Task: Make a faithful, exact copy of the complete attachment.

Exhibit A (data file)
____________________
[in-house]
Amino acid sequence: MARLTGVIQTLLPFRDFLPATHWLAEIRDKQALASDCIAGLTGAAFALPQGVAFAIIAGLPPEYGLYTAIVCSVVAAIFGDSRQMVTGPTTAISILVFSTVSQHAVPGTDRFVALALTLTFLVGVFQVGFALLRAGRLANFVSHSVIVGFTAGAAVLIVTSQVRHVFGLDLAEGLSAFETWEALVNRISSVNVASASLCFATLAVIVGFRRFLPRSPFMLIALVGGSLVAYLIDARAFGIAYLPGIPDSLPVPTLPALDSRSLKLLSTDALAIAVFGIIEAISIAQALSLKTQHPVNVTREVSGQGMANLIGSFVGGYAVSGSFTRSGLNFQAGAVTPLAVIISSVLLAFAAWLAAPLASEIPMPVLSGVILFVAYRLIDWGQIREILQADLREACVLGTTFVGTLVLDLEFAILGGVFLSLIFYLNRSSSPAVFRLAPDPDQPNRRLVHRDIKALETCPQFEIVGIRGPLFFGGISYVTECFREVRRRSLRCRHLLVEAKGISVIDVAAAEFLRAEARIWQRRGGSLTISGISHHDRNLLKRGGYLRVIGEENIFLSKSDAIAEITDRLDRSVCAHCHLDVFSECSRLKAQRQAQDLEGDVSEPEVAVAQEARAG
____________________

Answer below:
[in-house]
Amino acid sequence: MARLTGVIQTLLPFRDFLPATHWLAEIRDKQALASDCIAGLTGAAFALPQGVAFAIIAGLPPEYGLYTAIVCSVVAAIFGDSRQMVTGPTTAISILVFSTVSQHAVPGTDRFVALALTLTFLVGVFQVGFALLRAGRLANFVSHSVIVGFTAGAAVLIVTSQVRHVFGLDLAEGLSAFETWEALVNRISSVNVASASLCFATLAVIVGFRRFLPRSPFMLIALVGGSLVAYLIDARAFGIAYLPGIPDSLPVPTLPALDSRSLKLLSTDALAIAVFGIIEAISIAQALSLKTQHPVNVTREVSGQGMANLIGSFVGGYAVSGSFTRSGLNFQAGAVTPLAVIISSVLLAFAAWLAAPLASEIPMPVLSGVILFVAYRLIDWGQIREILQADLREACVLGTTFVGTLVLDLEFAILGGVFLSLIFYLNRSSSPAVFRLAPDPDQPNRRLVHRDIKALETCPQFEIVGIRGPLFFGGISYVTECFREVRRRSLRCRHLLVEAKGISVIDVAAAEFLRAEARIWQRRGGSLTISGISHHDRNLLKRGGYLRVIGEENIFLSKSDAIAEITDRLDRSVCAHCHLDVFSECSRLKAQRQAQDLEGDVSEPEVAVAQEARAG